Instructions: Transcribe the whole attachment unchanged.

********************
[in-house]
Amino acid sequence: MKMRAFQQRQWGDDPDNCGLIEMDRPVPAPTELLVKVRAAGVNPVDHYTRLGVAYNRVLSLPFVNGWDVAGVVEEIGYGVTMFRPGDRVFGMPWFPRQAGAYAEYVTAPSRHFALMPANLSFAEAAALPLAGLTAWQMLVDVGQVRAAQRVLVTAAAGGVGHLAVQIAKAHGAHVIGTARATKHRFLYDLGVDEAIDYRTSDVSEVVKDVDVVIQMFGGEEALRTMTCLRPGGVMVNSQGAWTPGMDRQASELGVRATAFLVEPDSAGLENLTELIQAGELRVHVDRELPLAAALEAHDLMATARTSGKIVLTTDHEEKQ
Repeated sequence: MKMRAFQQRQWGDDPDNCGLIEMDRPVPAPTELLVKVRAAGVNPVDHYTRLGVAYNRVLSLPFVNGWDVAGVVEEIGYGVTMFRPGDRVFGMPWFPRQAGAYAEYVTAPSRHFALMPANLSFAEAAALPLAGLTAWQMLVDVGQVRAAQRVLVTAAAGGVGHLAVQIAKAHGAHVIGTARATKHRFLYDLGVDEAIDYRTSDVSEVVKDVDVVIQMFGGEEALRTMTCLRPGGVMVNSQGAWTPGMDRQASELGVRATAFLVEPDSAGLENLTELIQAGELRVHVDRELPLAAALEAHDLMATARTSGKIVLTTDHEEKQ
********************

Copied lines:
[in-house]
Amino acid sequence: MKMRAFQQRQWGDDPDNCGLIEMDRPVPAPTELLVKVRAAGVNPVDHYTRLGVAYNRVLSLPFVNGWDVAGVVEEIGYGVTMFRPGDRVFGMPWFPRQAGAYAEYVTAPSRHFALMPANLSFAEAAALPLAGLTAWQMLVDVGQVRAAQRVLVTAAAGGVGHLAVQIAKAHGAHVIGTARATKHRFLYDLGVDEAIDYRTSDVSEVVKDVDVVIQMFGGEEALRTMTCLRPGGVMVNSQGAWTPGMDRQASELGVRATAFLVEPDSAGLENLTELIQAGELRVHVDRELPLAAALEAHDLMATARTSGKIVLTTDHEEKQ
Repeated sequence: MKMRAFQQRQWGDDPDNCGLIEMDRPVPAPTELLVKVRAAGVNPVDHYTRLGVAYNRVLSLPFVNGWDVAGVVEEIGYGVTMFRPGDRVFGMPWFPRQAGAYAEYVTAPSRHFALMPANLSFAEAAALPLAGLTAWQMLVDVGQVRAAQRVLVTAAAGGVGHLAVQIAKAHGAHVIGTARATKHRFLYDLGVDEAIDYRTSDVSEVVKDVDVVIQMFGGEEALRTMTCLRPGGVMVNSQGAWTPGMDRQASELGVRATAFLVEPDSAGLENLTELIQAGELRVHVDRELPLAAALEAHDLMATARTSGKIVLTTDHEEKQ